The president of Pennsylvania State University is among the highest-paid public-college presidents in the nation, ranked fifth in total cost of employment by the Chronicle of Higher Education in a report released Sunday.

Graham B. Spanier, who has criticized Gov. Corbett's plan to slash state spending on colleges, had a total cost of employment of $800,592 in fiscal 2010: a $620,004 salary, deferred compensation of $157,828, and retirement contributions of $22,760, according to the report. The costs of his car allowance, house, and club dues were not included.

In the survey of 185 public colleges, Spanier trailed only the presidents of Ohio State University, the University of Washington, the University of Texas system, and the University of Central Florida.

Highly paid college presidents in states with dire budget problems, like Pennsylvania, "walk a difficult political tightrope," the higher-education journal said. "They must at once argue that their state budgets have been cut to the bone and need to be restored, while at the same time acknowledging their rarefied personal financial circumstances in states where layoffs, program closures, and pay reductions have been all too common."

Bill Mahon, vice president of university relations for Penn State, said Spanier's "compensation is set by the university's board of trustees with advice from a consultant familiar with national executive compensation." Mahon noted that "our current difficult financial outlook occurred only four weeks ago," with the release of Corbett's proposed budget, which called for cutting annual state funding for Penn State roughly in half, to $165.1 million.

Penn State's budget is about $4 billion a year. The university had sought about $364 million in state support for the fiscal year that will start July 1.

"President Spanier is president of one of the largest schools in the nation and is president over 24 different campuses," Mahon said. "Enrollment has grown by 14,000 students over the past 10 years, and other key indicators of his performance have been similarly strong."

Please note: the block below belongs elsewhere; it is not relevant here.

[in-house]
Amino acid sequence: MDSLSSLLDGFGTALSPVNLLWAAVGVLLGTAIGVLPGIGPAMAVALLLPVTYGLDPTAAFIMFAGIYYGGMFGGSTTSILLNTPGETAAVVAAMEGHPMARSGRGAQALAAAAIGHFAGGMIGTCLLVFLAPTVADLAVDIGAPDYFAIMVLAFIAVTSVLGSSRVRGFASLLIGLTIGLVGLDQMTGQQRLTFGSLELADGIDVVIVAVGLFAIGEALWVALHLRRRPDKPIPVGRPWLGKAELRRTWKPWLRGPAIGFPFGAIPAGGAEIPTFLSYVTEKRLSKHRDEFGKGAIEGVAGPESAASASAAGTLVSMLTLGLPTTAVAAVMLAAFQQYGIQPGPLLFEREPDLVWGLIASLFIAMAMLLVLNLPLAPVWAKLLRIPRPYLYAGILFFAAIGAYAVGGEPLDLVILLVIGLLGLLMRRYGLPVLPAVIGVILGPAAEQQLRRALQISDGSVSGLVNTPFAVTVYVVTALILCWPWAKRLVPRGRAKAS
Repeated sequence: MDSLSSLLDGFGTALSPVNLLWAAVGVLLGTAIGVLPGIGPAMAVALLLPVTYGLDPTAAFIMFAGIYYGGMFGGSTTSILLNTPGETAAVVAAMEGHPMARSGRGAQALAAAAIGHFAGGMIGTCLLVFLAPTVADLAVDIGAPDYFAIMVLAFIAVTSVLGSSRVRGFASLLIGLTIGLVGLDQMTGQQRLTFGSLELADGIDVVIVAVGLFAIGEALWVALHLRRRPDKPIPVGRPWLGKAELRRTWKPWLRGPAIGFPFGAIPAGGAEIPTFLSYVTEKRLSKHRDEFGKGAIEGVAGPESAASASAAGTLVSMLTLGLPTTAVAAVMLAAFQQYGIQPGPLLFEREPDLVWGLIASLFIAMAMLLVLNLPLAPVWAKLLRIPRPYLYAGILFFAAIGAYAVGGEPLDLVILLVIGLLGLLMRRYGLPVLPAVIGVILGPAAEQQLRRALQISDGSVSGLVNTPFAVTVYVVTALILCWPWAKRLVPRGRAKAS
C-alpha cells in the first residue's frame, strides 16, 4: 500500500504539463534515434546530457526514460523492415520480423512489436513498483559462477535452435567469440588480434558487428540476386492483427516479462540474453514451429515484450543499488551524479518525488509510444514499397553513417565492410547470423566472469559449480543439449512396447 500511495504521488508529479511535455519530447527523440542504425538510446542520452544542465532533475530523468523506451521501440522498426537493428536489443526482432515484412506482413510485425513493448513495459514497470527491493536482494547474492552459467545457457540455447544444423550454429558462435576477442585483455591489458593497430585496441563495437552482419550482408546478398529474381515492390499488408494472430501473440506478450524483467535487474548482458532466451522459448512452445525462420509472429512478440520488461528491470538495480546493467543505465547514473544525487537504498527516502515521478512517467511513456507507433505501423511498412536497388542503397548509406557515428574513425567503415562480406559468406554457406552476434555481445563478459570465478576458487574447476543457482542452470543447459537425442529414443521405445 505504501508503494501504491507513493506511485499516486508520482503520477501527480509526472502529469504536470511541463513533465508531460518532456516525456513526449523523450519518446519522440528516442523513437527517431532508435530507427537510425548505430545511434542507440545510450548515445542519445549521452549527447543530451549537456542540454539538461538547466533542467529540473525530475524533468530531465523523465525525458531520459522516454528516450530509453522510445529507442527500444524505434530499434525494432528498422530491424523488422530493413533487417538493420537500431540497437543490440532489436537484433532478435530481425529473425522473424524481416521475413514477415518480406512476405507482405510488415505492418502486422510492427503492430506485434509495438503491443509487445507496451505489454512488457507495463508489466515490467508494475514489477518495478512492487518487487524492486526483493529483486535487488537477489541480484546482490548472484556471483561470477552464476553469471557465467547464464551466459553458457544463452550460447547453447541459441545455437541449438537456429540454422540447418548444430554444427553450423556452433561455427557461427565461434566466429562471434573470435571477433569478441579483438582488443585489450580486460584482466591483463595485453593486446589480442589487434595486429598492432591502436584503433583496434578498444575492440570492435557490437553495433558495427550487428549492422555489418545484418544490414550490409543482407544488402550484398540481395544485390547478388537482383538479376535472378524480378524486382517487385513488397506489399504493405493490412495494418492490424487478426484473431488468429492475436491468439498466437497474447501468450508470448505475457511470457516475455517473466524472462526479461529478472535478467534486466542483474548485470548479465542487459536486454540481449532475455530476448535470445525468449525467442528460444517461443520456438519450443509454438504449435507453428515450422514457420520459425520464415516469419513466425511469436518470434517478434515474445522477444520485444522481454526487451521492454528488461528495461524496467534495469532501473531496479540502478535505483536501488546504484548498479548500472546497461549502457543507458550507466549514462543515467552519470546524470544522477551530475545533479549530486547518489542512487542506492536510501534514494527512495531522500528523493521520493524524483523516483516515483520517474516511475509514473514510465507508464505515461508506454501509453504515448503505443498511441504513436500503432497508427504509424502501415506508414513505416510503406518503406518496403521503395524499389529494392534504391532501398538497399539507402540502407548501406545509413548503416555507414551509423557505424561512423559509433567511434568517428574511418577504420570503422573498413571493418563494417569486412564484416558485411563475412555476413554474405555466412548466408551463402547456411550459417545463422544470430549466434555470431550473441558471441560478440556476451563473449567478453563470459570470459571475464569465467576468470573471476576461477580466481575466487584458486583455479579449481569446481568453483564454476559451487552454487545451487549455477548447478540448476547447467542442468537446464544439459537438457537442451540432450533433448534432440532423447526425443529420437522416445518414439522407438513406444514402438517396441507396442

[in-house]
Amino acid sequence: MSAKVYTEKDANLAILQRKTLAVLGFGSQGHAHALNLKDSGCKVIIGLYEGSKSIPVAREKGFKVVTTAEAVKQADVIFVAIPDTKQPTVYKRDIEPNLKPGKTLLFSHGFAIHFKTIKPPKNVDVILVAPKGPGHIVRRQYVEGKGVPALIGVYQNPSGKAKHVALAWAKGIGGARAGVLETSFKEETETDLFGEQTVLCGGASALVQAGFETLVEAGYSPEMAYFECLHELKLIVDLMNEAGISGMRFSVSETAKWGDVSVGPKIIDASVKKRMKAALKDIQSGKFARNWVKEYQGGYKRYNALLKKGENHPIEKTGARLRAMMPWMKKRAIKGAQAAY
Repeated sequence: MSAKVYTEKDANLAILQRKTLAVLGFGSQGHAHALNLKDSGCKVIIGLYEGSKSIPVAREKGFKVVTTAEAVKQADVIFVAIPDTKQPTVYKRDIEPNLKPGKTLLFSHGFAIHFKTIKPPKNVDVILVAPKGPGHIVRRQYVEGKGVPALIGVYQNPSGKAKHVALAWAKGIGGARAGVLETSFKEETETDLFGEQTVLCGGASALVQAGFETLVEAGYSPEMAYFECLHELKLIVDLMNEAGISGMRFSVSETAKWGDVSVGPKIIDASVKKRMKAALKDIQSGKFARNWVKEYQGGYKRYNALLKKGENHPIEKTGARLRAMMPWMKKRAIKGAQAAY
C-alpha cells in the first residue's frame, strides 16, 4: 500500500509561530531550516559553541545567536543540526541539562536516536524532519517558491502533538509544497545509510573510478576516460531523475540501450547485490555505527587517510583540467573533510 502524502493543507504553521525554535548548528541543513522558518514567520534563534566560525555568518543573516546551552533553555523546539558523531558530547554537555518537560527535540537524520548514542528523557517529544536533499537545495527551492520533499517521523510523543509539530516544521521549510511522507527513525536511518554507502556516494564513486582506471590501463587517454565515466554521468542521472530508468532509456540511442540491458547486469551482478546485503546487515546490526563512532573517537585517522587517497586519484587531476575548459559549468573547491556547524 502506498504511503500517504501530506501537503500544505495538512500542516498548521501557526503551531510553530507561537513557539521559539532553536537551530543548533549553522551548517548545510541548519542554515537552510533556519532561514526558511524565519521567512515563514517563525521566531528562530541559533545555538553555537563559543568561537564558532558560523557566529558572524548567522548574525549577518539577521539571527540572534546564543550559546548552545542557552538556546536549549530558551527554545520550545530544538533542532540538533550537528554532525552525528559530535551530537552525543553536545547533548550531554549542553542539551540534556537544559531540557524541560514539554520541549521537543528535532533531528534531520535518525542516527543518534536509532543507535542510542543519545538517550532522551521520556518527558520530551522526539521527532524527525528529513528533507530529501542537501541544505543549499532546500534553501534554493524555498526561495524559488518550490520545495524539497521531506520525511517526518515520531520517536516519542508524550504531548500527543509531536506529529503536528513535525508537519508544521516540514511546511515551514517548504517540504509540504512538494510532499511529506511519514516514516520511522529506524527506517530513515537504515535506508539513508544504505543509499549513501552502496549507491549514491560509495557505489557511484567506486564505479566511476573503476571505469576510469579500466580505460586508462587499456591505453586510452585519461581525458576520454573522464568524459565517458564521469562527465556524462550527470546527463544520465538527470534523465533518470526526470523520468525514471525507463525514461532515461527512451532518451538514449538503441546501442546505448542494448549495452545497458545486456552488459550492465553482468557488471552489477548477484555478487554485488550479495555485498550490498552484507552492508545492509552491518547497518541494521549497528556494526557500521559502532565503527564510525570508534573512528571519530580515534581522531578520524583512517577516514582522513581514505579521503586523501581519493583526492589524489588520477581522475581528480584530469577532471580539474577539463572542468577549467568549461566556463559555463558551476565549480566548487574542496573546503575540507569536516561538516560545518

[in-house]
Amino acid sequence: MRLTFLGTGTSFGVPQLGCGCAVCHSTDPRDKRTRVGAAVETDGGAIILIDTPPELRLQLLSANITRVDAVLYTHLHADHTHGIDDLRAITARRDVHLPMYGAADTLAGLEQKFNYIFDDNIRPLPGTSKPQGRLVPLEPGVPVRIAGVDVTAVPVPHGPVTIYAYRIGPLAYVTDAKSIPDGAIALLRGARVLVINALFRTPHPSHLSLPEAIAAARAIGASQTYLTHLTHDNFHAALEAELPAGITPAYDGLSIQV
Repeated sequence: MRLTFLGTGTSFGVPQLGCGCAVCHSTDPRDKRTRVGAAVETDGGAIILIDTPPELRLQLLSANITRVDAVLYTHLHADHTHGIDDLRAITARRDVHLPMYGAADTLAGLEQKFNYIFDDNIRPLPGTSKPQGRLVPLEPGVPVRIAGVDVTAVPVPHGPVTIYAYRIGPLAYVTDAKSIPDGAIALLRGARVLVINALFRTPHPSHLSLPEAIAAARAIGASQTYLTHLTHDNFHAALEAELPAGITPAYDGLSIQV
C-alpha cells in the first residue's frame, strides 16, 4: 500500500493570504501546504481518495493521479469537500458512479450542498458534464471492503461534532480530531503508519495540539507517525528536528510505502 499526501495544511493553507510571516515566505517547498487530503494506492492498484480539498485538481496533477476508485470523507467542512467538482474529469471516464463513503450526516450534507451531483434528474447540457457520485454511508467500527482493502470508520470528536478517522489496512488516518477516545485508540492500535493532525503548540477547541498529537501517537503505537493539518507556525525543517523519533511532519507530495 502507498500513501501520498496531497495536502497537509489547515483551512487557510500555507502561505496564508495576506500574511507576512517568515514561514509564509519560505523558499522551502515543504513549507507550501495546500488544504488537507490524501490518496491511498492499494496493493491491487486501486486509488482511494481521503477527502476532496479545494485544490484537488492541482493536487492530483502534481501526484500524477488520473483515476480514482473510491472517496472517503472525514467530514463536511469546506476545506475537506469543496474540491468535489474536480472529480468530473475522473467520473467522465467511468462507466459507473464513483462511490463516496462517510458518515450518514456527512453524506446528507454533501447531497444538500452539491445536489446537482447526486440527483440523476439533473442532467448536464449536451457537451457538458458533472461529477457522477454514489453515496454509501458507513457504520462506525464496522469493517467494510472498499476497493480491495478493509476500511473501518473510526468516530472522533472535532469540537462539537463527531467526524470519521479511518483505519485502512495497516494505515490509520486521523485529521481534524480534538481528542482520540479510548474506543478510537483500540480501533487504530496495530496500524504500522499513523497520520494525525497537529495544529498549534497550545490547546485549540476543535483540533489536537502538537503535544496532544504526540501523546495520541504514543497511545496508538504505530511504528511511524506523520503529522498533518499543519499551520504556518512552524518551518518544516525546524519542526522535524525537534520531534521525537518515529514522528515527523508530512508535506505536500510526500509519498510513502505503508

Mahon said Spanier's salary had been frozen last year, along with the pay of other university employees, "and he will share in the freeze announced for this summer as well."

Spanier and his wife, Mahon said, have donated more than a million dollars to Penn State.

Spanier told legislators last month that Corbett's proposed cut "could fundamentally change Penn State and our sister institutions in the state and have major negative impacts" for Pennsylvania citizens.

He said the budget proposal would force the university to "put everything on the table."

The Chronicle of Higher Education report said, "As more college employees are forced to take pay cuts, some presidents have taken steps to demonstrate that they're sharing in the sacrifice."

It cited Ohio State's E. Gordon Gee, the highest-paid public-university president, who donated his $296,786 bonus to pay for scholarships and other university efforts; University of Missouri president Gary Forsee, who declined a $100,000 performance bonus; Washington State University president Elson Floyd, who took a $100,000 salary cut; and chief executives in the University of California system, whose salaries were reduced 10 percent.

The median total cost of employment for the 185 presidents in 2009-10 was $440,487, the report said. That measured the amount spent by the institution and the state to employ the president and included base pay, bonuses, deferred compensation, retirement pay, and, in many cases, housing and car allowances.

Temple University president Ann Weaver Hart had a total cost of employment of $707,947 for the period, including base pay of $535,903 and a $70,000 bonus, the report said.

Richard L. McCormick, president of the Rutgers University system, had a total cost of employment of $593,800, including base pay of $550,000, according to the report.

Patrick T. Harker, president of the University of Delaware, had a total cost of employment of $726,307. He ranked seventh among public-college presidents in total compensation, with a salary of $598,682 and a $100,000 bonus, the Chronicle said.

David Brond, vice president for communications and marketing at the University of Delaware, said Harker's pay was a recognition of "his performance since 2007," when he came to the university.

Brond cited improving academic credentials for incoming freshmen, growth in fund-raising, extensive construction, and successful partnerships with local, state, and global organizations.

The report is available online at